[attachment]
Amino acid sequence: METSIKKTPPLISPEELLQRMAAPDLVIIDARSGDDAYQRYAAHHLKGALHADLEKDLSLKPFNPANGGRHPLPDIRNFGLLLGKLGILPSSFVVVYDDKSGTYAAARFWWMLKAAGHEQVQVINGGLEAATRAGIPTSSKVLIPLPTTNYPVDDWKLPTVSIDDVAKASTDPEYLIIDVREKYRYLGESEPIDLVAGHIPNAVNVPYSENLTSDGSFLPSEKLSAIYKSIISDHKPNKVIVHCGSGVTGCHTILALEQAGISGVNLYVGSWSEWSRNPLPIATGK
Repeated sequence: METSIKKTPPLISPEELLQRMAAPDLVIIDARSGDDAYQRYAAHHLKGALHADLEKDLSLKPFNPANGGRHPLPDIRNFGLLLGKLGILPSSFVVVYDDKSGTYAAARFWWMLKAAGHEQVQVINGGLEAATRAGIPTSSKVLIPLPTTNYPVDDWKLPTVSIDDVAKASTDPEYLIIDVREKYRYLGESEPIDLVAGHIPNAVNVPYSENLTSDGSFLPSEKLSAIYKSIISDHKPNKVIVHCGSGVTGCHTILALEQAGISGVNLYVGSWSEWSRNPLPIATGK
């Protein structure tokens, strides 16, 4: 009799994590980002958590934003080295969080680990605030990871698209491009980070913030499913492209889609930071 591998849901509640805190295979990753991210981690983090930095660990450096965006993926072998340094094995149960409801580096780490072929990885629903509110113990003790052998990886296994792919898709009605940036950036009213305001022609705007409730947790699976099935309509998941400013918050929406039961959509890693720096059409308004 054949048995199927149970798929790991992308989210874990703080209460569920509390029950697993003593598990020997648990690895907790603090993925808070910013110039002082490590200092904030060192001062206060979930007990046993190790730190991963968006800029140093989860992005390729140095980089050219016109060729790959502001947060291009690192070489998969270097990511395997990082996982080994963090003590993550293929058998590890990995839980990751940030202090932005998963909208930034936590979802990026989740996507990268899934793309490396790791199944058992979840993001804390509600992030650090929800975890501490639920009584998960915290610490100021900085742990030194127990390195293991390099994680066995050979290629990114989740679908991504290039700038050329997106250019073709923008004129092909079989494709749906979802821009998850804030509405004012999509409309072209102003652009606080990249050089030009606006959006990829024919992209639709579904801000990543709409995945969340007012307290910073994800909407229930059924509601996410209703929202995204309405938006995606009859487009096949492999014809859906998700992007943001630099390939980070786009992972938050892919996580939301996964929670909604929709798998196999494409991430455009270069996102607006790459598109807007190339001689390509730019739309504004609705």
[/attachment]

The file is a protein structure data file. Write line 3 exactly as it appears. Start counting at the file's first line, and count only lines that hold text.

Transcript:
């Protein structure tokens, strides 16, 4: 009799994590980002958590934003080295969080680990605030990871698209491009980070913030499913492209889609930071 591998849901509640805190295979990753991210981690983090930095660990450096965006993926072998340094094995149960409801580096780490072929990885629903509110113990003790052998990886296994792919898709009605940036950036009213305001022609705007409730947790699976099935309509998941400013918050929406039961959509890693720096059409308004 054949048995199927149970798929790991992308989210874990703080209460569920509390029950697993003593598990020997648990690895907790603090993925808070910013110039002082490590200092904030060192001062206060979930007990046993190790730190991963968006800029140093989860992005390729140095980089050219016109060729790959502001947060291009690192070489998969270097990511395997990082996982080994963090003590993550293929058998590890990995839980990751940030202090932005998963909208930034936590979802990026989740996507990268899934793309490396790791199944058992979840993001804390509600992030650090929800975890501490639920009584998960915290610490100021900085742990030194127990390195293991390099994680066995050979290629990114989740679908991504290039700038050329997106250019073709923008004129092909079989494709749906979802821009998850804030509405004012999509409309072209102003652009606080990249050089030009606006959006990829024919992209639709579904801000990543709409995945969340007012307290910073994800909407229930059924509601996410209703929202995204309405938006995606009859487009096949492999014809859906998700992007943001630099390939980070786009992972938050892919996580939301996964929670909604929709798998196999494409991430455009270069996102607006790459598109807007190339001689390509730019739309504004609705």